You'd think that anyone with the brains and survival skills to qualify as a "higher-up" nowadays would long since have figured out how to keep their employees engaged and motivated during tough times. You'd think that, collectively, they would have codified a set of go-to communications techniques to address specific common situations (imminent layoffs, pay freezes, etc.). Alas, you'd think wrong.
Even as the U.S. economy has sputtered for close to half a decade, some of the engagement and motivational strategies used by actual, ostensibly successful businesses sound like they were dreamed up by second-graders. To wit, one healthcare IT consulting firm says it keeps morale high and employee turnover low by staging "pet supermodel" contests and presenting "Born Winner" onesies (decorated with the firm's logo, natch) to new-parent employees.
Rule #1: Tell the Truth. In the real world, tough-minded execs and consultants have responded to the economic tumult by confronting employees' crises of confidence head-on, rather than by ducking, dodging or obfuscating. Along those lines, they stress that the worst thing any leader can do during challenging times is sugarcoat or traffic in half-truths.
If the most recent round of layoffs may not be the last, admit as much. If the most recent financial results augur bad things for the future, say so. "Employees can distinguish a true fact from an almost-true fact," says Manola Robison of Robison Management Consulting. "Facts they can handle and digest; almost-facts upset them and put them in a non-cooperative mood."
Rule #2: Challenge Your Team. Dan Eddinger, currently a store manager for Target, learned this the hard way at a previous job. As the head of a field-services team deploying and maintaining smart grid systems, he had to keep his team motivated during what he euphemistically refers to as "some very difficult product issues." Beyond communicating openly about those issues, Eddinger decided the best way to engage his charges was by challenging them.
To that end, he asked them to develop and execute two revenue-generating programs within a short time period. Six weeks later, Eddinger's company had a new remote-hosted system in place, a task that had previously proven a tough nut to crack. "The team members revolutionized the way the company saw the world, which was a direct result of empowering them and setting them free to take control of their own destiny," Eddinger says.
Rule #3: Focus on What You Can Control. Then there's Maynard Webb, who runs investment firm Webb Investment Network and sits on the boards of Yahoo! and LiveOps. Years ago, he went to work at a nascent tech company, prompting many of his peers to say he "was crazy to join in the midst of such turmoil," he recalls. The problem: his company's website couldn't handle all the traffic coming its way. The only solution was to take the site down and stabilize the system -- which, for a company that lives on the web, wasn't a solution at all.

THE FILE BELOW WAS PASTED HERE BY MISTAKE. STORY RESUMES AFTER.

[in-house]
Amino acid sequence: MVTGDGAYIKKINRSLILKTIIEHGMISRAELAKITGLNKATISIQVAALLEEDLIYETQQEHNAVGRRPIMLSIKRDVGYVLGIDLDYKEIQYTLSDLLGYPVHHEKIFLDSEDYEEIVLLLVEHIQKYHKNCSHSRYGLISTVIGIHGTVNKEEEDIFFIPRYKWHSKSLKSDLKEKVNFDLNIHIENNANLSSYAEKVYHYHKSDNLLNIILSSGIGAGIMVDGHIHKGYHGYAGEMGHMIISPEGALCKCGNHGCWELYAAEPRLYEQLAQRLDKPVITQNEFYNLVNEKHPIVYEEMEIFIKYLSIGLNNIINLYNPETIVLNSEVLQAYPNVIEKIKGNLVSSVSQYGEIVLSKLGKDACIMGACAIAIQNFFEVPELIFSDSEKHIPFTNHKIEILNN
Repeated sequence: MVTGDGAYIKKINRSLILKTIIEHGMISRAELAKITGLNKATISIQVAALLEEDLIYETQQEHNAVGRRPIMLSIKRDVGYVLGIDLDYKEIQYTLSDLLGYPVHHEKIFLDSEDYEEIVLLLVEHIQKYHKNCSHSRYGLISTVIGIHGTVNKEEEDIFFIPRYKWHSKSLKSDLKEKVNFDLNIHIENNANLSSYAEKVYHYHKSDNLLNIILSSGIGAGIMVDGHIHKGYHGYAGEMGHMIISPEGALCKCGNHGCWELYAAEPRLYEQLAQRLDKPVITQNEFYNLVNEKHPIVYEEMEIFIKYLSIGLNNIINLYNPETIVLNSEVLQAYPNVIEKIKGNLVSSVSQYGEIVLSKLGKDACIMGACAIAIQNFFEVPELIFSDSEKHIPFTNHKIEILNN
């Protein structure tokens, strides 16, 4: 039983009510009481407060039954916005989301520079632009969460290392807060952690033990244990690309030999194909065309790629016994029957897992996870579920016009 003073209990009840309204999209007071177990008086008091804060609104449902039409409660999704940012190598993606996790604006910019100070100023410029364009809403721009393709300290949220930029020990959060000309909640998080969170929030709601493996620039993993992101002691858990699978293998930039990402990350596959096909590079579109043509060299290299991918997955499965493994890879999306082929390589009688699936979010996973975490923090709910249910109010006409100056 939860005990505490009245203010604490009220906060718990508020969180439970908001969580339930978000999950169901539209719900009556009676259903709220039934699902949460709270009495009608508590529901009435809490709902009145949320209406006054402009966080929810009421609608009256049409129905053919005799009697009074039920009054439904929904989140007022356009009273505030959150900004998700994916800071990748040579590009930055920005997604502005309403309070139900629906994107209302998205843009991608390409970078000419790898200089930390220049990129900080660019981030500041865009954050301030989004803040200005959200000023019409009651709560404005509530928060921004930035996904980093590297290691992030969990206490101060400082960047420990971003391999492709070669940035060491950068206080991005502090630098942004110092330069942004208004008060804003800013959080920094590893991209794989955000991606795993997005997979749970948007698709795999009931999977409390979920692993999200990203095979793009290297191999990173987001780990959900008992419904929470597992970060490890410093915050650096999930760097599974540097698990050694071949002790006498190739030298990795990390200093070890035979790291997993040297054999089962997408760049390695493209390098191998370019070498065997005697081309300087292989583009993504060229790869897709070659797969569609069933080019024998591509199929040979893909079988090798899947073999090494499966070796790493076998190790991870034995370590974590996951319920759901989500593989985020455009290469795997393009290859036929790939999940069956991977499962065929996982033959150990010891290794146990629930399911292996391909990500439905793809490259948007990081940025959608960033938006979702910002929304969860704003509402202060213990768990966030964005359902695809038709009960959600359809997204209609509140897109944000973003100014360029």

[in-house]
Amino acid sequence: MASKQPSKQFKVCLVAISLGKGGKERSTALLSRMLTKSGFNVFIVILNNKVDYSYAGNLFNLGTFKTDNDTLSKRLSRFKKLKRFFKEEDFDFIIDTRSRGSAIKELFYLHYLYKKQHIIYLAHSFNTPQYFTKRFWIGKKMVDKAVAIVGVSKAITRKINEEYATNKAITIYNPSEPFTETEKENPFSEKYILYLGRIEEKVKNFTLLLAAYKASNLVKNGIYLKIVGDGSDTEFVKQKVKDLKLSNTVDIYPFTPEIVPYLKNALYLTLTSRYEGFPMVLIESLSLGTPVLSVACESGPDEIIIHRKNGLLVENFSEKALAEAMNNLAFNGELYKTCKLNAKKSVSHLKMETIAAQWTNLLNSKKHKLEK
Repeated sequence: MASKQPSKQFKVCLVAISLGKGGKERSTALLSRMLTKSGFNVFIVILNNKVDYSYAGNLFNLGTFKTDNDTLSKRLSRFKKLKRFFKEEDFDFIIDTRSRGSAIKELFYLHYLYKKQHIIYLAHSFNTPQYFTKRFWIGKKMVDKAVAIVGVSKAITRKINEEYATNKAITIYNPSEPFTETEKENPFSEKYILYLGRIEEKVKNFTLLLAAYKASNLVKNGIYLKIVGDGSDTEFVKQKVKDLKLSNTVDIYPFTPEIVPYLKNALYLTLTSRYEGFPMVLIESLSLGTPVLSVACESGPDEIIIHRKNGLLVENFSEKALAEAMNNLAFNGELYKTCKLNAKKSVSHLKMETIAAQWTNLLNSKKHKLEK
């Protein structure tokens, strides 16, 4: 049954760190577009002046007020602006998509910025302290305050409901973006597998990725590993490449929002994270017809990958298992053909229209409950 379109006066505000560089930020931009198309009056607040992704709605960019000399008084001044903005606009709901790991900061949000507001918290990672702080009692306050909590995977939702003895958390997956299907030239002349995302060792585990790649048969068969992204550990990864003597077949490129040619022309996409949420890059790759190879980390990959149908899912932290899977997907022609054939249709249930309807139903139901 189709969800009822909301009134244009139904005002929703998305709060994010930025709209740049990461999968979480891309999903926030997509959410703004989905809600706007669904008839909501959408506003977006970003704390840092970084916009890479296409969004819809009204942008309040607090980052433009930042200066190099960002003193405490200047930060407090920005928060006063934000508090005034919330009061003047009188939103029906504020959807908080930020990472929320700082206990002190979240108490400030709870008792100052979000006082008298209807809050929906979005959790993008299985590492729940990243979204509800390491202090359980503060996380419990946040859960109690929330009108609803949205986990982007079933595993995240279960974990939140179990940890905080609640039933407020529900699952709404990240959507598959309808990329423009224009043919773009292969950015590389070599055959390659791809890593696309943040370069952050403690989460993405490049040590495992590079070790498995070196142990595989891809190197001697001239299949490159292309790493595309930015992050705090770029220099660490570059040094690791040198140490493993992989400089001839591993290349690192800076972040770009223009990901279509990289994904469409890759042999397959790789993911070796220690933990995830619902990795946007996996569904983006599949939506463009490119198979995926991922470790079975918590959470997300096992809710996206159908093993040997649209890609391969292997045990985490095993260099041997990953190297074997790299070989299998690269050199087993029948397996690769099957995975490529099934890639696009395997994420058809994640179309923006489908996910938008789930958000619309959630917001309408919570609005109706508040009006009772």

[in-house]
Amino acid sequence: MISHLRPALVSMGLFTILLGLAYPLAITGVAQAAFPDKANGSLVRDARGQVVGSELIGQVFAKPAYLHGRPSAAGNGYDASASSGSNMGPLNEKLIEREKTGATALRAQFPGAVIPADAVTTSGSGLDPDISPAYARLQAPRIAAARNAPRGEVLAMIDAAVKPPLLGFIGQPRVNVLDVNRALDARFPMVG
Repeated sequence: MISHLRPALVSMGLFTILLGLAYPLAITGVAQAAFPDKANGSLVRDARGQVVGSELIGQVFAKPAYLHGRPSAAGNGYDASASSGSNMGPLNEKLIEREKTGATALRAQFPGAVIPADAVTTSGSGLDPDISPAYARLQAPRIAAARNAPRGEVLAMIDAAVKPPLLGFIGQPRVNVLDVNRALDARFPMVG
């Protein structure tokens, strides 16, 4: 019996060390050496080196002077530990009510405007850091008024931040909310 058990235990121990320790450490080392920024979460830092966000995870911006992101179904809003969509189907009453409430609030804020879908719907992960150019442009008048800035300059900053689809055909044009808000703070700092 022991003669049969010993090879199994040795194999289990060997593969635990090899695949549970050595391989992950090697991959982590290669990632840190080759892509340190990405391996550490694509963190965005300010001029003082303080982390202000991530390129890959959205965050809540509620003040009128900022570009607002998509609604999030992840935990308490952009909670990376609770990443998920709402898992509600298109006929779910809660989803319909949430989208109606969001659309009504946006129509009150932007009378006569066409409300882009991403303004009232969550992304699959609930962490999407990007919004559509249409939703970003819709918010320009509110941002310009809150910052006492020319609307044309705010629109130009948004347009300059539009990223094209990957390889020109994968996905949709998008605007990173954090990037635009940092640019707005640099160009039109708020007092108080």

Webb chose to keep his battered staff engaged by acknowledging the depth of the problem (to "run into the fire," as he puts it now) and suggesting that their energy would be better spent discussing the steps that could be taken to address the problem. Basically, he told them to set aside the panic and fear (easier said than done) and focus on those factors that they could control. That's what they did, ultimately restoring the system's stability (without taking the site down) as well as the faith of customers and Wall Street. That company, by the way, was a little outfit named eBay; Webb served as COO during its period of greatest growth.
"Ultimately all that matters is action and outcomes," he says. "Ignoring problems will not help anyone. Problems do not get better with age."
Rule #4: Show Them That You Care. Of course, huge, public gestures of leadership aren't the only ones that register with staffers during hard times. A few years back, Alan Allard, a corporate coach and author of Seven Secrets to Enlightened Happiness, was tasked with identifying solutions for a company enduring a stretch of low sales -- which, combined with the owner's gruff demeanor, had sent morale into the basement. While he couldn't help the owner attack the sales issues, Allard came up with a plan to humanize him and, in the process, restore morale and engagement.
Allard asked the owner to send handwritten notes to two employees every week. Within a month or two, Allard reports, "Word had gotten out that the owner was actually making attempts to be human." Sales and customer-service ratings surged back to acceptable levels within six months.
"Random perks are good, but how personal are they?" Allard asks. "When a manager takes the time to write employees a [handwritten] note, they have tangible evidence that he or she not only notices them and cares about them, but also truly values them. Most employees will follow a leader through the hard times if they feel noticed, cared about and valued. A handwritten note says all that."